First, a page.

Not too long ago, we featured a blog on the topic of allowing a friend or family member to operate your car while their driver's license is suspended. As I'm sure you'd expect, the penalties for letting someone drive your car drunk come at an even higher cost.
New Jersey's DWI laws are some of the strictest in the nation, holding you liable for any consequences that arise out of letting someone drive your car drunk or under the influence of drugs. The NJ driving while intoxicated statute states in part that anyone who “…permits another person who is under the influence of intoxicating liquor, narcotic, hallucinogenic or habit-producing drug to operate a motor vehicle owned by him or in his custody or control or permits another to operate a motor vehicle with a blood alcohol concentration of 0.08% or more by weight of alcohol in the defendant's blood…” shall be subject to the penalties set forth in the same statute.
If you allow someone to drive your car drunk, you are knowingly putting a drunk driver out on the road, thereby putting society at the same risk as if you were to drive drunk yourself. Therefore, you can be convicted of a DWI even if you were not the actual driver of your vehicle.
For example, if you were at a bar and had too much to drink, you may ask one of your friends to drive you back home. This is normally a good idea, except in the case where the friend has been drinking with you. If you are pulled over on the way home and your friend is found to have a BAC (blood alcohol concentration) of 0.08% or more, you may be charged with a DWI since you knowingly allowed him to operate your car after consuming alcohol. It's in your best interest not to let anyone drive your car if they have recently consumed alcoholic beverages.
Consequences for Letting Someone Drive Your Car Drunk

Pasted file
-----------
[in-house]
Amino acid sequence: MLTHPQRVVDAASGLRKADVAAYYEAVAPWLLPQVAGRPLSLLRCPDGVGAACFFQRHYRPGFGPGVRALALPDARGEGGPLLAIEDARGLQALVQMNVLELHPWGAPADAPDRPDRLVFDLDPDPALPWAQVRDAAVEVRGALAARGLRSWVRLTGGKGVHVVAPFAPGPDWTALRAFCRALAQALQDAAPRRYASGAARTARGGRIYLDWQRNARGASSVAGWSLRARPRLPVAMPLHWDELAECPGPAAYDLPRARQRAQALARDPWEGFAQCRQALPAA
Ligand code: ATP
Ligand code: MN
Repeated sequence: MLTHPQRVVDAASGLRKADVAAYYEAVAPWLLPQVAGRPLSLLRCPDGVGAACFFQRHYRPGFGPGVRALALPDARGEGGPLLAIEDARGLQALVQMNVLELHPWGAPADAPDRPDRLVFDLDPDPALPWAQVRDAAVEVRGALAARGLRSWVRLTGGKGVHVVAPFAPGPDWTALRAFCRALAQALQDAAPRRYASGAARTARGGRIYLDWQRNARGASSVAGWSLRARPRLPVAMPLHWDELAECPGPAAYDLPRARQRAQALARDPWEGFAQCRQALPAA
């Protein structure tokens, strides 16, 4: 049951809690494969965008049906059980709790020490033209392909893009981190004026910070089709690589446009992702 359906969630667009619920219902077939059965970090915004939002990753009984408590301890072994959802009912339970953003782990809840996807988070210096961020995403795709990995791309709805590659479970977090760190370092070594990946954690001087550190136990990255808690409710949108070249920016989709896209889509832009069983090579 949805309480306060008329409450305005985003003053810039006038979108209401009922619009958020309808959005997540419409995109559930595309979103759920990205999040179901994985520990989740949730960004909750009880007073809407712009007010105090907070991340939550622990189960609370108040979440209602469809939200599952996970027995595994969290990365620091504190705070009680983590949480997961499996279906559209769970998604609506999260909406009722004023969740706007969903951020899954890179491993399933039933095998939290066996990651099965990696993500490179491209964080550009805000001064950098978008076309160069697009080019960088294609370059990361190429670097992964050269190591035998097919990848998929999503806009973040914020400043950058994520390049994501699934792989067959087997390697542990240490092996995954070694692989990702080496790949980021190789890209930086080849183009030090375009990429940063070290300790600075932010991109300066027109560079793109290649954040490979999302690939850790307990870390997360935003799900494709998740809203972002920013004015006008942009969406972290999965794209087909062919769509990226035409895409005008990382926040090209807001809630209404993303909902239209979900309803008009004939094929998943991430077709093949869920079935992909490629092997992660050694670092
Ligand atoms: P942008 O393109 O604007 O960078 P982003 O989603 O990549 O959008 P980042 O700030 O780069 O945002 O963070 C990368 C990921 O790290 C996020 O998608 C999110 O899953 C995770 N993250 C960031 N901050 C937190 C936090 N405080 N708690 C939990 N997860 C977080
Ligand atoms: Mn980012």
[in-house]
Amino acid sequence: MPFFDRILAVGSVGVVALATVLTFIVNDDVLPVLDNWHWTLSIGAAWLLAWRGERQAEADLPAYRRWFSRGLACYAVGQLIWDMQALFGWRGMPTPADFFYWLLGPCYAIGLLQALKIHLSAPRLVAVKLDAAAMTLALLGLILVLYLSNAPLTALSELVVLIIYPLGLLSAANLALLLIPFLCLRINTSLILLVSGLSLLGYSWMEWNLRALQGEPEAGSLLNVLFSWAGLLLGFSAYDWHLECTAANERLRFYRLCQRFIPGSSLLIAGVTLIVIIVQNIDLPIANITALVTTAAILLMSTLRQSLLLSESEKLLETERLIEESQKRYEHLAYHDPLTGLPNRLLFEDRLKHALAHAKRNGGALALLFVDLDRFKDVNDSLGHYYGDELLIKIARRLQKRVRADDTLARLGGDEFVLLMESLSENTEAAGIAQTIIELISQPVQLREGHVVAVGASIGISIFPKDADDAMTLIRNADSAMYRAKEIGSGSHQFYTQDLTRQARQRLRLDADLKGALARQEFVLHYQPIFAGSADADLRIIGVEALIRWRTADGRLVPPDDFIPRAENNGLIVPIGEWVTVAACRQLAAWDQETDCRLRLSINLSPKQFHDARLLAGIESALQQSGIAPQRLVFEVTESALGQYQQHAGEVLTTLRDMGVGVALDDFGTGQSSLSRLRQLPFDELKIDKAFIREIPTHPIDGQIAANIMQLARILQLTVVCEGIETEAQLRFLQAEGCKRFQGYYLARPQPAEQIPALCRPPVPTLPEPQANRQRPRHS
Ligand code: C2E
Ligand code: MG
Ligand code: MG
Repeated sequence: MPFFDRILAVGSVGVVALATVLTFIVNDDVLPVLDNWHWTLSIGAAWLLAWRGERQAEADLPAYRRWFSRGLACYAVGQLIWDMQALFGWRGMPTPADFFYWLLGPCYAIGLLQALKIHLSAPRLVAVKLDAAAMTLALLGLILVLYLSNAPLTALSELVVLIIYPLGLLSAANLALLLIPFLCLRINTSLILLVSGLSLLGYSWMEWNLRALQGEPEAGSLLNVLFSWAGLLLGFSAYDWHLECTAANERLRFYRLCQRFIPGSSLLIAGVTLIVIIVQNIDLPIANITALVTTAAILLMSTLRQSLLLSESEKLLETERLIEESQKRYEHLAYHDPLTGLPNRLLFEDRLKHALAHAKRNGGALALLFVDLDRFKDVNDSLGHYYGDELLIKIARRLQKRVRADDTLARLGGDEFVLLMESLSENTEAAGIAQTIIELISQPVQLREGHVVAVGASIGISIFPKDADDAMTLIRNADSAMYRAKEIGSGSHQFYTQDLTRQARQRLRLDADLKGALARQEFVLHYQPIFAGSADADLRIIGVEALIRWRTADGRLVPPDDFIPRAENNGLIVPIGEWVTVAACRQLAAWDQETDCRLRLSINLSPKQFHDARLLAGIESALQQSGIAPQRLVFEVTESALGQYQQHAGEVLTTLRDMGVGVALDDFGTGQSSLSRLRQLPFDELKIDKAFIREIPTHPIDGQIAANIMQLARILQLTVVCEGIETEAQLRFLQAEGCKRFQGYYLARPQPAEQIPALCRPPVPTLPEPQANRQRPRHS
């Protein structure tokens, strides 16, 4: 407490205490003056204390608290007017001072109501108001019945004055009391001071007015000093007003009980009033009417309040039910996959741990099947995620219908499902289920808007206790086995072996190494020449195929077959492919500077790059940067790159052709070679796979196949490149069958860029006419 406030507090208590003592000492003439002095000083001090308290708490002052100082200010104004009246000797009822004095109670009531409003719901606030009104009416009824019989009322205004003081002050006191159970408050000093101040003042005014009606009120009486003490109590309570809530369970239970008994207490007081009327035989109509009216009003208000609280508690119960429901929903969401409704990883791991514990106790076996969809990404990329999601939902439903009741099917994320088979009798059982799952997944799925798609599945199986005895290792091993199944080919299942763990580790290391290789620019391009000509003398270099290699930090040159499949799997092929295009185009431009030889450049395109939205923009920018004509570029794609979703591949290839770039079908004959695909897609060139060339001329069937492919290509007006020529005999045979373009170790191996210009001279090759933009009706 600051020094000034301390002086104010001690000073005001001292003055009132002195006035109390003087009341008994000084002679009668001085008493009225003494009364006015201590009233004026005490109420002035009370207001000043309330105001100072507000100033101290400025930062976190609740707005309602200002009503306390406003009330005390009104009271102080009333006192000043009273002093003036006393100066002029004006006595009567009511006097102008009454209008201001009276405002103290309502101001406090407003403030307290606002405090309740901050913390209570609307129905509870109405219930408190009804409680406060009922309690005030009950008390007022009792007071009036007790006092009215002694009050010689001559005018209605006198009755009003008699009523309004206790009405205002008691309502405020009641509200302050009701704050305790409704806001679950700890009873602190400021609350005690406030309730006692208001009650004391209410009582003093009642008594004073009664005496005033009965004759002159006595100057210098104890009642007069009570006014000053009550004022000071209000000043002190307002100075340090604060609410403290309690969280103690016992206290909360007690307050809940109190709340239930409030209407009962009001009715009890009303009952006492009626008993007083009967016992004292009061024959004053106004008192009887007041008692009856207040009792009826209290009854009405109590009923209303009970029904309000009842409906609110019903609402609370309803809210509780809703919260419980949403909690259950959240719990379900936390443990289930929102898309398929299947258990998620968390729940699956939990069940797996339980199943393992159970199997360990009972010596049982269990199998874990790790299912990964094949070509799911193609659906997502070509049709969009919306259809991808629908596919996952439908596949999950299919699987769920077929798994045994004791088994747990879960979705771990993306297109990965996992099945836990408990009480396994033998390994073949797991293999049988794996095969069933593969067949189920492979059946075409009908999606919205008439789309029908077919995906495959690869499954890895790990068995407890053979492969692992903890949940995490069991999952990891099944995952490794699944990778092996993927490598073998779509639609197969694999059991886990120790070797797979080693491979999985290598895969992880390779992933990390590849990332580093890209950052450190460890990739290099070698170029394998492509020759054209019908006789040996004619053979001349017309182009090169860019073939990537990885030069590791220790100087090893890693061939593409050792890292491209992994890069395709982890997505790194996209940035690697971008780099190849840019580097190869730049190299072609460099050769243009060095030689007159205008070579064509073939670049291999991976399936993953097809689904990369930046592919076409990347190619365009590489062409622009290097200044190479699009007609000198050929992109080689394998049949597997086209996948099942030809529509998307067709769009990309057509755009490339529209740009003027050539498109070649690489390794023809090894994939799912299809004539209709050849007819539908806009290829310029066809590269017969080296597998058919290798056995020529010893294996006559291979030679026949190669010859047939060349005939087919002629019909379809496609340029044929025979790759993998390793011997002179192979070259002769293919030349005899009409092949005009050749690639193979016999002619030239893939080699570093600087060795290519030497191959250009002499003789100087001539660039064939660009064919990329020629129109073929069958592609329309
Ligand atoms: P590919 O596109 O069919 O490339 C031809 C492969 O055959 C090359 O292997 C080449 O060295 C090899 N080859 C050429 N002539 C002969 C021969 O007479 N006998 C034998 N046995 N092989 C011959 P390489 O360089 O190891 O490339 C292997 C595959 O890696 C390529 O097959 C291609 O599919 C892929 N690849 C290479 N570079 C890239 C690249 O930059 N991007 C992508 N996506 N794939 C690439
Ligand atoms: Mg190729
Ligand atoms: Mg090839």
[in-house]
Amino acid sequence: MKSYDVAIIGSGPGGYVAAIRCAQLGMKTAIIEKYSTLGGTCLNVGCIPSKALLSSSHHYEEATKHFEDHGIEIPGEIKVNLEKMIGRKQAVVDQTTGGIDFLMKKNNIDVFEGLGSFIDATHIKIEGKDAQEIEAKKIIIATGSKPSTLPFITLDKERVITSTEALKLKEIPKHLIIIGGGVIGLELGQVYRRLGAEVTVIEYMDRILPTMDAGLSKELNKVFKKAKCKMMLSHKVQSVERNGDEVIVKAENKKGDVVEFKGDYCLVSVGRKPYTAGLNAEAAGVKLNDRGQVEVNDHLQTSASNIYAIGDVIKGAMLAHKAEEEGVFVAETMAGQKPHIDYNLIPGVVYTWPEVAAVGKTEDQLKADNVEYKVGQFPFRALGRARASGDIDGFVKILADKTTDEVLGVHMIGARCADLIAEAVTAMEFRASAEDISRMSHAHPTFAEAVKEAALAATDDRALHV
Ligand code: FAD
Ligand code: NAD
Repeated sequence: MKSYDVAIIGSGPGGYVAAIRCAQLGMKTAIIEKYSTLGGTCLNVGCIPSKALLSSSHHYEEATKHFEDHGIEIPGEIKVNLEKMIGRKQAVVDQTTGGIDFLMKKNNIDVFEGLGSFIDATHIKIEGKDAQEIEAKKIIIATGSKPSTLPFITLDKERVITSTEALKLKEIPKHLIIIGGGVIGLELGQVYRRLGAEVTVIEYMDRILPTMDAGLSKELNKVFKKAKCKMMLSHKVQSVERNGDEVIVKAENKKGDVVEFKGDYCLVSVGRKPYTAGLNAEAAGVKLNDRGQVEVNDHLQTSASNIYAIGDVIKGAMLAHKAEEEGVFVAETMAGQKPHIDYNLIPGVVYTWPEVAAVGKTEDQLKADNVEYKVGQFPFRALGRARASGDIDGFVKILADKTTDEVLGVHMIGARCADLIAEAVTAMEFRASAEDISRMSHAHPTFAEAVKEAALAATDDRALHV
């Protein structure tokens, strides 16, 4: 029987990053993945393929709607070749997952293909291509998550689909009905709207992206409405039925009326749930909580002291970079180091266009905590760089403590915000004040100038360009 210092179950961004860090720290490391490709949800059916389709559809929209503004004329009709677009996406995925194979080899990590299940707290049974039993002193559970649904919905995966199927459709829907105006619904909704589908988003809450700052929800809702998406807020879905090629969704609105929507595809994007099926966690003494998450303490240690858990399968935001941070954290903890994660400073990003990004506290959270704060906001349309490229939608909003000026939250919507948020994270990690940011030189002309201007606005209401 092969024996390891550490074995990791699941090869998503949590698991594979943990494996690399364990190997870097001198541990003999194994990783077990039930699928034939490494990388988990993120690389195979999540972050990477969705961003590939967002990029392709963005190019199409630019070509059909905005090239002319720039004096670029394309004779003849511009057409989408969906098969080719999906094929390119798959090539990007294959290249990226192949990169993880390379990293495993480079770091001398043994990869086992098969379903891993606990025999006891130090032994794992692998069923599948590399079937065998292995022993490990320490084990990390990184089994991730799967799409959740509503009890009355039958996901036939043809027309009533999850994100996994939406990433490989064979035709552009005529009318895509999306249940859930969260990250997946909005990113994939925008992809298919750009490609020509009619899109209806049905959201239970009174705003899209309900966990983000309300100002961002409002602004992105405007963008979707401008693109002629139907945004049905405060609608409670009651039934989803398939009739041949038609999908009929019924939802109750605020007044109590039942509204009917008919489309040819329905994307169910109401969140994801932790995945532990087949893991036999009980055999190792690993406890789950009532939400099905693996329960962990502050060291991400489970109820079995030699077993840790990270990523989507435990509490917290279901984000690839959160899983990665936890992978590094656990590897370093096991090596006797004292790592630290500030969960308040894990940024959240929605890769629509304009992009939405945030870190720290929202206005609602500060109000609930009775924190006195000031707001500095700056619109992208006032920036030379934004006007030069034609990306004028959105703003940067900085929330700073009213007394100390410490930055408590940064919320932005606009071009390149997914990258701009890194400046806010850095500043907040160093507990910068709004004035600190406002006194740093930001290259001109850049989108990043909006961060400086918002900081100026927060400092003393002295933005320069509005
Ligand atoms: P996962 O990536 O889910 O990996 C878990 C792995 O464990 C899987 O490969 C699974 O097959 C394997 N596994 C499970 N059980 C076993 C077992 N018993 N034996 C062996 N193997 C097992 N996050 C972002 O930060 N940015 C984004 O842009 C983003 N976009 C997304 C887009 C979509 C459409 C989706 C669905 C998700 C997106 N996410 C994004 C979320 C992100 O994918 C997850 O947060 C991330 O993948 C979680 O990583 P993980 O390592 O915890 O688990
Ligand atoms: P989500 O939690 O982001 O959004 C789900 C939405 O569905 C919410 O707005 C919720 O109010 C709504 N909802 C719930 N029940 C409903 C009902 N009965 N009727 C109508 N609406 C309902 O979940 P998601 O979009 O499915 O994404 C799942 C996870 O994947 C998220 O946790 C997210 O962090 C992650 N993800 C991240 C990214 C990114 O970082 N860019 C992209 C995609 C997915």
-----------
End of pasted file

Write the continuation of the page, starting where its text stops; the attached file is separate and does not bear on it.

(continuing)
If you are convicted of a DWI as a result of letting someone drive your car drunk, you face all the same penalties as you would under a standard DWI conviction. Even for a first-time offense, you will have your license suspended for a period of 3 months to one year, and face a possible jail sentence of up to 30 days. You will also have to pay thousands of dollars in fines, participate in an Intoxicated Driver Resource Center (IDRC) program, and have an ignition interlock device installed in your car if the other person's BAC was 0.15% or greater.
Furthermore, if you have a previous DWI conviction, this would count as a subsequent conviction. If you are convicted of a second DWI within 10 years of the first conviction, you will automatically lose your license for two years, and may be sentenced to 30 days of community service, and 48 hours to 90 days in jail. If you are mandated to have an ignition interlock device installed, it will need to be installed during your entire suspension period, plus up to three years following the restoration of your license. A third offense DWI carries extremely harsh penalties, including a mandatory license suspension of 10 years, 90 days of community service and up to 180 days in jail. In addition to these penalties, DWI convictions result in a high number of insurance eligibility points. Although these are not the same as the points that are added to your license, they label you as a high risk driver for insurance purposes, doubling or tripling your insurance rate on average.
Charged with DWI After Letting Someone Drive Your Car Drunk?
If you have been charged with a DWI from letting someone drive your car drunk, you must speak to an experienced DWI lawyer right away. Partner Carmine R. Villani, Esq. of Villani & DeLuca has over two decades of experience in both the prosecution and defense of DWI cases. He can give you the effective legal representation you need to fight your charges and protect your future. Please call (732) 709-7757 to schedule a free consultation with Mr. Villani today!